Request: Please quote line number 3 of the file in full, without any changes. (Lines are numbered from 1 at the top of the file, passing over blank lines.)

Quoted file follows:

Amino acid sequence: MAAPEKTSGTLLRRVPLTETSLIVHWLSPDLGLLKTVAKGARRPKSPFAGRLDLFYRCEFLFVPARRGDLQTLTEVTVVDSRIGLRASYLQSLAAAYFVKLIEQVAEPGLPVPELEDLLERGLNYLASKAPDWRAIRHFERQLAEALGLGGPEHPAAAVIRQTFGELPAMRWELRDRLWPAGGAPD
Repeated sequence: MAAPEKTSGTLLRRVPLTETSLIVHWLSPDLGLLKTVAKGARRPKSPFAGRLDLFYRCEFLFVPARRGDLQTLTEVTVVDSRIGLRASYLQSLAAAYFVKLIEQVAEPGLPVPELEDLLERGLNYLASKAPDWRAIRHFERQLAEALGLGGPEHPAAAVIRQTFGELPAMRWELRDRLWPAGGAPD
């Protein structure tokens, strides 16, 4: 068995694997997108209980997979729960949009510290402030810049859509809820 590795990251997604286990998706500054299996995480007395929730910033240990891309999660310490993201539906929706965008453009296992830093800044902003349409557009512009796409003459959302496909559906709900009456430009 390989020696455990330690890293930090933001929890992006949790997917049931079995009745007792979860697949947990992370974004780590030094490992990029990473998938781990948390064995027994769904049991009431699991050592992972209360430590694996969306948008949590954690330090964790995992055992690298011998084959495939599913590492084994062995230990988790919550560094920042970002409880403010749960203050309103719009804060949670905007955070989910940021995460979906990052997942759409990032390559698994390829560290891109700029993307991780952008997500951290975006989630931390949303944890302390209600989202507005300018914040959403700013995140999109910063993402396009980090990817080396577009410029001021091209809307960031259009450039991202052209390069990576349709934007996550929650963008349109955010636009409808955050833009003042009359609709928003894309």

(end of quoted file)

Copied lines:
């Protein structure tokens, strides 16, 4: 068995694997997108209980997979729960949009510290402030810049859509809820 590795990251997604286990998706500054299996995480007395929730910033240990891309999660310490993201539906929706965008453009296992830093800044902003349409557009512009796409003459959302496909559906709900009456430009 390989020696455990330690890293930090933001929890992006949790997917049931079995009745007792979860697949947990992370974004780590030094490992990029990473998938781990948390064995027994769904049991009431699991050592992972209360430590694996969306948008949590954690330090964790995992055992690298011998084959495939599913590492084994062995230990988790919550560094920042970002409880403010749960203050309103719009804060949670905007955070989910940021995460979906990052997942759409990032390559698994390829560290891109700029993307991780952008997500951290975006989630931390949303944890302390209600989202507005300018914040959403700013995140999109910063993402396009980090990817080396577009410029001021091209809307960031259009450039991202052209390069990576349709934007996550929650963008349109955010636009409808955050833009003042009359609709928003894309």